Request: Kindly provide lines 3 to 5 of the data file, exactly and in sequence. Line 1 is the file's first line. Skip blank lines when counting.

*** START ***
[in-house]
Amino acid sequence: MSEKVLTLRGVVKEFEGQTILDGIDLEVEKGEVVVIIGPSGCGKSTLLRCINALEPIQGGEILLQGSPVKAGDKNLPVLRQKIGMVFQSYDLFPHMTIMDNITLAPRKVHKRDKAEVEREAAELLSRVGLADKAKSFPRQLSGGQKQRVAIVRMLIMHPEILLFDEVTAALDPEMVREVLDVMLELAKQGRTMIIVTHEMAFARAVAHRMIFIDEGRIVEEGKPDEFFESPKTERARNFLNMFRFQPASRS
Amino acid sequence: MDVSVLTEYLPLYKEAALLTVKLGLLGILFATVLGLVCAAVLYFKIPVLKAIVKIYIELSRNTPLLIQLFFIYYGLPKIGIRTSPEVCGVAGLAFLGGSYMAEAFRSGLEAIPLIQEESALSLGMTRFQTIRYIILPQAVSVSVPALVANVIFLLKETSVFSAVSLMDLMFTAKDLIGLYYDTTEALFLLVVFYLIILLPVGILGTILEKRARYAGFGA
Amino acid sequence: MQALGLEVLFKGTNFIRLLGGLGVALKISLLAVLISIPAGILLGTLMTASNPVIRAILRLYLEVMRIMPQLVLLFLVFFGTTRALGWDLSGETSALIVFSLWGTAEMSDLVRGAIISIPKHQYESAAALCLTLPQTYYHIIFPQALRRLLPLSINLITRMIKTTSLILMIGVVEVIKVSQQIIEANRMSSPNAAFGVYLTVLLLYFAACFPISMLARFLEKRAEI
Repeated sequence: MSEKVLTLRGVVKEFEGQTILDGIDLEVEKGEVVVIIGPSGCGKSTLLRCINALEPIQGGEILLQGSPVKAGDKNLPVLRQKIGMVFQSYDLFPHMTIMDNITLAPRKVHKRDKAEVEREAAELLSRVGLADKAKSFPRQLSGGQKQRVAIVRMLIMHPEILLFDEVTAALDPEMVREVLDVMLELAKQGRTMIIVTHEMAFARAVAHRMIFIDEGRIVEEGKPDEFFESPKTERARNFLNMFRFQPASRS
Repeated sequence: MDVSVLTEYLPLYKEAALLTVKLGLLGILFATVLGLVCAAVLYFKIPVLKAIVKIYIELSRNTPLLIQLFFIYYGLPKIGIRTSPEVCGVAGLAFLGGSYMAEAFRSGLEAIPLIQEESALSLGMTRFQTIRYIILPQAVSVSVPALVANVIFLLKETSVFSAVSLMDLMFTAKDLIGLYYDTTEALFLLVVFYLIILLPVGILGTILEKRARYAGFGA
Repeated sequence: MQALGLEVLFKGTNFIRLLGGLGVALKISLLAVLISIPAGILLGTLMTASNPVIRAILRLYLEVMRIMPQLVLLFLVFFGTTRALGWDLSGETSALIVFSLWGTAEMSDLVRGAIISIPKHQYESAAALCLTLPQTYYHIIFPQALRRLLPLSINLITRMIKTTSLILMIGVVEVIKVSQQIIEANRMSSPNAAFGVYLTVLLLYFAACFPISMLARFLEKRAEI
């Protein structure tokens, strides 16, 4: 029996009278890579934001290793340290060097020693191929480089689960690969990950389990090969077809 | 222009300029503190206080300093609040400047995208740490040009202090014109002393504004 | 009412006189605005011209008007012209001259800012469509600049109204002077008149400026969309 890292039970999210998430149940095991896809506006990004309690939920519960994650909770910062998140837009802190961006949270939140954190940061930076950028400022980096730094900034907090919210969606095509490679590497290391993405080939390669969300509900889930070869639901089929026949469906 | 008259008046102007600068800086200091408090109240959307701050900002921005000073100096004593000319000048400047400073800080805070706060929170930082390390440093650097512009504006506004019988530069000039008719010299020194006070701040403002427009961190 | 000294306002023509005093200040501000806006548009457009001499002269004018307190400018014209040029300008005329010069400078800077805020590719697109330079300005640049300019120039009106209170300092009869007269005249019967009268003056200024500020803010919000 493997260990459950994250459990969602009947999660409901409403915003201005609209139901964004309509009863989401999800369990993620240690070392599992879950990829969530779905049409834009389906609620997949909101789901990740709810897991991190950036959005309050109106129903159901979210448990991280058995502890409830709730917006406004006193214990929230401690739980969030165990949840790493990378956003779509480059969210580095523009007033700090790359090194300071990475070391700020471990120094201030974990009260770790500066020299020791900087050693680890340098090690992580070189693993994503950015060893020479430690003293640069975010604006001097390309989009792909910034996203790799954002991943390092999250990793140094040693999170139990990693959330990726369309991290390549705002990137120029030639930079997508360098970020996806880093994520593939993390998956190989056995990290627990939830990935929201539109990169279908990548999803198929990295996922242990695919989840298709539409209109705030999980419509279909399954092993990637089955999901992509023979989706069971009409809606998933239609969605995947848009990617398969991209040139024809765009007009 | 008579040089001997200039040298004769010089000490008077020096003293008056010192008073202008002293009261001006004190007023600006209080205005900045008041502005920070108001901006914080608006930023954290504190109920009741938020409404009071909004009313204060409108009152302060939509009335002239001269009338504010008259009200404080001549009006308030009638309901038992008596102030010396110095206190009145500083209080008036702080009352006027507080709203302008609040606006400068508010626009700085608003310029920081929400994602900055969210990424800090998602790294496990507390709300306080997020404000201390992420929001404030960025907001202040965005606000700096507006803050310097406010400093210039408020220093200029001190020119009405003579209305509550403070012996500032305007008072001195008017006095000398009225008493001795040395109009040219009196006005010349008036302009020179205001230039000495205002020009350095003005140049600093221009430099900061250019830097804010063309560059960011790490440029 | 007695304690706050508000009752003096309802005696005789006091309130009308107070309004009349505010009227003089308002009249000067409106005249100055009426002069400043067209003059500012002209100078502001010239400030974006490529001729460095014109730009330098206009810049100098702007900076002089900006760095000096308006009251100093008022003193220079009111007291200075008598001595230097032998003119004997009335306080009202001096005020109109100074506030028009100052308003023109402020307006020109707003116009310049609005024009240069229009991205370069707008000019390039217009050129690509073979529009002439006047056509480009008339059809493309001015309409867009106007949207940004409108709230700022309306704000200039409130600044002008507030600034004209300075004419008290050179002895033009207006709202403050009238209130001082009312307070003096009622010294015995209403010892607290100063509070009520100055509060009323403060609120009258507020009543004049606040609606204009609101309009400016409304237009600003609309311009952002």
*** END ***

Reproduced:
Amino acid sequence: MDVSVLTEYLPLYKEAALLTVKLGLLGILFATVLGLVCAAVLYFKIPVLKAIVKIYIELSRNTPLLIQLFFIYYGLPKIGIRTSPEVCGVAGLAFLGGSYMAEAFRSGLEAIPLIQEESALSLGMTRFQTIRYIILPQAVSVSVPALVANVIFLLKETSVFSAVSLMDLMFTAKDLIGLYYDTTEALFLLVVFYLIILLPVGILGTILEKRARYAGFGA
Amino acid sequence: MQALGLEVLFKGTNFIRLLGGLGVALKISLLAVLISIPAGILLGTLMTASNPVIRAILRLYLEVMRIMPQLVLLFLVFFGTTRALGWDLSGETSALIVFSLWGTAEMSDLVRGAIISIPKHQYESAAALCLTLPQTYYHIIFPQALRRLLPLSINLITRMIKTTSLILMIGVVEVIKVSQQIIEANRMSSPNAAFGVYLTVLLLYFAACFPISMLARFLEKRAEI
Repeated sequence: MSEKVLTLRGVVKEFEGQTILDGIDLEVEKGEVVVIIGPSGCGKSTLLRCINALEPIQGGEILLQGSPVKAGDKNLPVLRQKIGMVFQSYDLFPHMTIMDNITLAPRKVHKRDKAEVEREAAELLSRVGLADKAKSFPRQLSGGQKQRVAIVRMLIMHPEILLFDEVTAALDPEMVREVLDVMLELAKQGRTMIIVTHEMAFARAVAHRMIFIDEGRIVEEGKPDEFFESPKTERARNFLNMFRFQPASRS